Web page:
Cymru fans ‘not here for drink’, First Minister says ahead of World Cup opener
Fans are “not here for drink”, Mark Drakeford has said while urging World Cup attendees to rally behind the Cymru team ahead of the country’s first match against the US.
The First Minister visited Doha’s Corniche on Sunday, where a giant model of a bucket hat has been placed near the city’s Museum of Islamic Art.
The bucket hat was described by Mr Drakeford as the “informal uniform” of Cymru football fans which has grown in popularity and now represents “the team’s incredible progress in the game and its fans’ passion and spirit”.
The event was the first to be held by the Welsh Government since his arrival in the Gulf State on Saturday, kicking off a trip Mr Drakeford has called a “special opportunity to promote Wales on the world stage”.
Responding to the complaints made by some supporters about the suitability of their accommodation and the backlash against the last-minute rule changes around alcohol availability in the football stadiums and other fan areas, Mr Drakeford told PA news agency: “I think you should make the most of what is here, the fans are here for football, not for drink.
“I am sure that there will be people here who will be very keen to make sure they have the best possible time.”
Mr Drakeford reiterated his promise to raise issues around human rights, in particular the concerns around the treatment of LGBTQ+ people.
He said he felt “immensely proud” of the Football Association of Wales’s (FAW) decision to defy Fifa and have captain Gareth Bale wear the One Love armband during their matches.
Harry Kane, England captain, will also be wearing the armband which promotes LGBTQ+ rights in the upcoming game against Iran, despite Fifa asking players to sport a different armband with the message #FootballUnitesTheWorld.
Same-sex relationships are outlawed in Qatar and while the host nation and Fifa organisers have repeated that “everyone is welcome”, it is the reason many fans from around the world have not travelled to the World Cup or are boycotting the competition.
Mr Drakeford said: “You simply can’t divorce sport from the context within which it is played, and I’m not surprised at all because if you know the Welsh players and if you know the Welsh football association, then you know the values that matter to them.”
Last week Mr Drakeford said it had been a “difficult” decision to attend the World Cup, the first the nation has qualified for in 64 years, but said he believed it was important the country was represented by its Government during the tournament.
Asked in Doha if he still felt it was the right decision, he said: “On the one hand, being here really brings home to you the importance of Wales being at this tournament – as you drive through the capital city and see the Welsh flag flying alongside the flags of all the other nations – it really is a very special opportunity to promote Wales on the world stage.
“Of course there are business opportunities for people from all around the world and it is a chance to promote those economic opportunities for Wales, for example I’ll be meeting with the American ambassador, the US is our single biggest investor in Wales.
“But the time that I will spend here, the rest of today through tomorrow, are also a series of opportunities to talk about the things that matter to us as an open, inclusive nation.”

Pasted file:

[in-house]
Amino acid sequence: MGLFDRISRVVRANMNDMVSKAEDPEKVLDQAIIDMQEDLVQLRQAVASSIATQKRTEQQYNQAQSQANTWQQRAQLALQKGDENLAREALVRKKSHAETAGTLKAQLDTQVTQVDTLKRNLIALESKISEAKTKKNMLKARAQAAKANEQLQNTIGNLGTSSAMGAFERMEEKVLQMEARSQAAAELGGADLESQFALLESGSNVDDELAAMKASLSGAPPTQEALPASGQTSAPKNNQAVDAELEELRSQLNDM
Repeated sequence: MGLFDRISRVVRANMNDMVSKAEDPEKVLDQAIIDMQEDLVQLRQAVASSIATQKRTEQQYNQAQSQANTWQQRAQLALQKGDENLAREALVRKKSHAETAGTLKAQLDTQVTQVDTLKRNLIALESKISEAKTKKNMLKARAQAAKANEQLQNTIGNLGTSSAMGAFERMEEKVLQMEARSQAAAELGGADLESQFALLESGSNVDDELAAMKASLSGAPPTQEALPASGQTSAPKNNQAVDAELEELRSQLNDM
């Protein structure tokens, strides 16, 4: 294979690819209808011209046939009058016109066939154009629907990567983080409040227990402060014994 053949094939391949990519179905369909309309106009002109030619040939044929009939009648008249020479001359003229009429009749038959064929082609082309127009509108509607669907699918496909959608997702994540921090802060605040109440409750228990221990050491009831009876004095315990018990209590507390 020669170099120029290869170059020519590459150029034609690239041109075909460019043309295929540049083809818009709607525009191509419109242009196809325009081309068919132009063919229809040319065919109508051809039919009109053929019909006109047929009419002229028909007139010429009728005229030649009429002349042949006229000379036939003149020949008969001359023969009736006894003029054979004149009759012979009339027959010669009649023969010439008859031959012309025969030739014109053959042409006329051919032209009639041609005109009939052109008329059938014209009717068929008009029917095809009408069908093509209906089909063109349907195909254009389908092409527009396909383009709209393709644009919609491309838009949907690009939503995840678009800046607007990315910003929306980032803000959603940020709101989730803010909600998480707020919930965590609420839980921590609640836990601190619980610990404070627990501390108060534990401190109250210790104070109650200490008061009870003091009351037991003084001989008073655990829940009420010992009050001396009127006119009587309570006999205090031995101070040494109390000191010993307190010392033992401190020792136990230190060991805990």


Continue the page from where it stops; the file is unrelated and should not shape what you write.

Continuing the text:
An estimated £2 million has been spent on promoting Wales in Qatar, an investment that Mr Drakeford has insisted could reap far greater returns for the nation.
Replicas of the bucket hat art installations have been placed in the centre of Cardiff and Swansea.
The version in Doha has on it the Wales team’s motto “Gorau Chwarae, Cyd Chwarae”, meaning “the best play is team play”, while defender Ben Davies became the first person in history to speak in Welsh only during a World Cup press conference on Saturday.
Mr Drakeford will greet the Cymru players at a training session on Sunday afternoon at Al Saad Sports Club.
With Mr Drakeford on the trip are Wales’ ambassadors, former hurdling athlete Colin Jackson and Wales football player Jess Fishlock, both of which are members of the LGBTQ+ community.
Jackson told PA: “When people think of Wales they wouldn’t necessarily see me, but the fact I’m here and I’ve been chosen to represent my country here shows how positively progressive we are.
“Wales as a country allows anybody from anywhere to be empowered and we’re here to drive that message across the world.
“The first time I came to Qatar was in 1987 and, since then, as we have the Diamond League here every year I’ve witnessed a huge change in the country.
“So, it wasn’t a difficult decision for me to come out here in that sense, I wasn’t worried about safety, it wasn’t on my mind at all.”
FAW head Noel Mooney told journalists the Wales team would continue to play a role in tackling issues in the country beyond the World Cup and said a delegation would return in the new year.
Fifa President Gianni Infantino on Saturday was criticised for a speech he delivered in which he accused other nations of “hypocrisy” over human rights concerns.
UK Health Secretary Steve Barclay declined to comment on Mr Infantino’s statements but told Sky News it was a “major international event and I think all of us are excited”.
More than 2,500 Cymru fans and between 3,000 and 4,000 England fans are expected to descend on Doha for Monday’s opening matches.
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Probably wise to keep a clear head, just in case the Qatari morality police decide to murder you for inadvertently flashing some bum crack or not killing enough migrant workers during your loft conversion or something.